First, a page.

Under Washington rules of criminal procedure, a court may dismiss a criminal prosecution due to arbitrary action or governmental misconduct if the accused rights have been prejudiced and his or her right to a fair trial has been materially affected. CrRLJ 8.3(b) and CrR 8.3(b). Washington case law has held that mismanagement may be sufficient and the misconduct does not have to be evil or dishonest. In a recent case, a Washington appeals court considered whether the court’s actions were within the scope of “governmental misconduct” that would support dismissal under CrRLJ 8.3(b).
The court continued the defendant’s arraignment on fourth degree assault and third degree malicious mischief charges after ordering he be provided an interpreter. There were 14 additional pretrial hearings in the next 15 months, but the interpreter failed to appear at 10 of them. The interpreter appeared by phone “ineffectively,” according to the appeals court, twice. Two times the interpreter actually appeared in person. The defendant moved to dismiss the charges pursuant to CrRLJ 8.3(b). After the interpreter failed to appear at yet another hearing, the trial court dismissed the charges with prejudice. The trial court found the failure to provide an interpreter “seriously interfered with” the defendant’s right to representation.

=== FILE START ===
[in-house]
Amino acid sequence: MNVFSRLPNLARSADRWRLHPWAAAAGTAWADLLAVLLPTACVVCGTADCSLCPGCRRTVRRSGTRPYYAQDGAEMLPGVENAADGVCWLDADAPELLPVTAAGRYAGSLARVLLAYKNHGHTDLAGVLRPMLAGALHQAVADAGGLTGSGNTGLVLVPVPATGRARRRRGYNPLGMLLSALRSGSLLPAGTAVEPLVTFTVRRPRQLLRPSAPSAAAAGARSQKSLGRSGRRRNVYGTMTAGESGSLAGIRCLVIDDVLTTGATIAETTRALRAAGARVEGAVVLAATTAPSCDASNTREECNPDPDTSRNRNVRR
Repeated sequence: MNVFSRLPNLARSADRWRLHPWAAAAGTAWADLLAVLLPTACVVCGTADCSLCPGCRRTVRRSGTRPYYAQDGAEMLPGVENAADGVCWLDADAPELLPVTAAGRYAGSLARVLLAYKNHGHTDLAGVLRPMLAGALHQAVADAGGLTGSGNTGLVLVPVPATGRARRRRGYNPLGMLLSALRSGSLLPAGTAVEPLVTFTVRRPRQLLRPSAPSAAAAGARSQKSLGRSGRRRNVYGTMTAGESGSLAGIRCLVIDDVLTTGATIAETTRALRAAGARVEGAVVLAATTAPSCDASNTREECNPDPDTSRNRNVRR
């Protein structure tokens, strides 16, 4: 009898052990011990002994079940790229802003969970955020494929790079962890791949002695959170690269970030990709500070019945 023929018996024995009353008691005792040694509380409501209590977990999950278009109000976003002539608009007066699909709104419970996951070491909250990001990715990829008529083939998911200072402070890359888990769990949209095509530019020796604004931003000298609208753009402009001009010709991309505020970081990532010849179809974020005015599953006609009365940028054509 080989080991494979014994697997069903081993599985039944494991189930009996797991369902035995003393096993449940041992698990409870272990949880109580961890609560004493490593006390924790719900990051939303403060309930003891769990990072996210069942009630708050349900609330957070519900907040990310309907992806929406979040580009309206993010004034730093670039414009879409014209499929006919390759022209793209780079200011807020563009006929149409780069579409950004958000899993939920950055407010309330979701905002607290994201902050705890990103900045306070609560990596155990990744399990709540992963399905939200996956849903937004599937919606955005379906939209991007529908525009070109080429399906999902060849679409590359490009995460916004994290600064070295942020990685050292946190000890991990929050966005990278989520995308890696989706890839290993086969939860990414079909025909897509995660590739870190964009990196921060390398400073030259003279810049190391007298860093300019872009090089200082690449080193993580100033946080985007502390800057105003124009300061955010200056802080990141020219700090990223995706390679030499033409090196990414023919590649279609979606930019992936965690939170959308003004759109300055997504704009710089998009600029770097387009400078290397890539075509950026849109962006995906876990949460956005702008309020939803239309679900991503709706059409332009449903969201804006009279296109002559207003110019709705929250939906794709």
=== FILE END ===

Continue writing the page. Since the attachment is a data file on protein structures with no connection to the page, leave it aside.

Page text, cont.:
The state appealed, and the superior court affirmed the dismissal. The state then sought discretionary review by the Court of Appeals. The appeals court granted the review to address the issue of whether CrRLJ 8.3(b) can apply to mismanagement by court administration.